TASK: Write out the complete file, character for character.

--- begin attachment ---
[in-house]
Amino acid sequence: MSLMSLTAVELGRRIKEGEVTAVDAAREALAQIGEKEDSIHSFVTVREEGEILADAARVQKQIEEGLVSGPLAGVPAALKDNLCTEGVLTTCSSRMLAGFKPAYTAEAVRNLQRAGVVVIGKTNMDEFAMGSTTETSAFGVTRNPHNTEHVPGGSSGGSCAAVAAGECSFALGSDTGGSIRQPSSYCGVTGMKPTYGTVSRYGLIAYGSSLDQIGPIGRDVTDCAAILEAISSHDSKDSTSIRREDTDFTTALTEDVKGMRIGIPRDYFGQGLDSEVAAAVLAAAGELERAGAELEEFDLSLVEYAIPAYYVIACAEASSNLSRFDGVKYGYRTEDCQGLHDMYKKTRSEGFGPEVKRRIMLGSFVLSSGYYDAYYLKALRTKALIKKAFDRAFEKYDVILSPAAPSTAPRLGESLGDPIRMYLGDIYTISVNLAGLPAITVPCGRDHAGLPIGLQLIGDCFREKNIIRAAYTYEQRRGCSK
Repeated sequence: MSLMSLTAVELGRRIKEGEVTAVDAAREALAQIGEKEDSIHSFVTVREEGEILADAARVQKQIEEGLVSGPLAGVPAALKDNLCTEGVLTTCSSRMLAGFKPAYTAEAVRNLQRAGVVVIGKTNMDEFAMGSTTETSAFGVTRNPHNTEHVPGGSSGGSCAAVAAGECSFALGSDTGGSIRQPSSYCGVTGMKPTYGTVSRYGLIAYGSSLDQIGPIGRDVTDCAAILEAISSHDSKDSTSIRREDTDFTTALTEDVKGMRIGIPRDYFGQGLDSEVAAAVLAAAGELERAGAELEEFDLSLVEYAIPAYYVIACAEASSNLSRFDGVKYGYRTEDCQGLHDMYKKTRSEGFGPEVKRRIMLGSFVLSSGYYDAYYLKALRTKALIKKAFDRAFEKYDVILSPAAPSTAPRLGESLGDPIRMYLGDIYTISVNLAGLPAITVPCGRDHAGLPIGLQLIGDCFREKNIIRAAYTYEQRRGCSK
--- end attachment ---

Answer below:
[in-house]
Amino acid sequence: MSLMSLTAVELGRRIKEGEVTAVDAAREALAQIGEKEDSIHSFVTVREEGEILADAARVQKQIEEGLVSGPLAGVPAALKDNLCTEGVLTTCSSRMLAGFKPAYTAEAVRNLQRAGVVVIGKTNMDEFAMGSTTETSAFGVTRNPHNTEHVPGGSSGGSCAAVAAGECSFALGSDTGGSIRQPSSYCGVTGMKPTYGTVSRYGLIAYGSSLDQIGPIGRDVTDCAAILEAISSHDSKDSTSIRREDTDFTTALTEDVKGMRIGIPRDYFGQGLDSEVAAAVLAAAGELERAGAELEEFDLSLVEYAIPAYYVIACAEASSNLSRFDGVKYGYRTEDCQGLHDMYKKTRSEGFGPEVKRRIMLGSFVLSSGYYDAYYLKALRTKALIKKAFDRAFEKYDVILSPAAPSTAPRLGESLGDPIRMYLGDIYTISVNLAGLPAITVPCGRDHAGLPIGLQLIGDCFREKNIIRAAYTYEQRRGCSK
Repeated sequence: MSLMSLTAVELGRRIKEGEVTAVDAAREALAQIGEKEDSIHSFVTVREEGEILADAARVQKQIEEGLVSGPLAGVPAALKDNLCTEGVLTTCSSRMLAGFKPAYTAEAVRNLQRAGVVVIGKTNMDEFAMGSTTETSAFGVTRNPHNTEHVPGGSSGGSCAAVAAGECSFALGSDTGGSIRQPSSYCGVTGMKPTYGTVSRYGLIAYGSSLDQIGPIGRDVTDCAAILEAISSHDSKDSTSIRREDTDFTTALTEDVKGMRIGIPRDYFGQGLDSEVAAAVLAAAGELERAGAELEEFDLSLVEYAIPAYYVIACAEASSNLSRFDGVKYGYRTEDCQGLHDMYKKTRSEGFGPEVKRRIMLGSFVLSSGYYDAYYLKALRTKALIKKAFDRAFEKYDVILSPAAPSTAPRLGESLGDPIRMYLGDIYTISVNLAGLPAITVPCGRDHAGLPIGLQLIGDCFREKNIIRAAYTYEQRRGCSK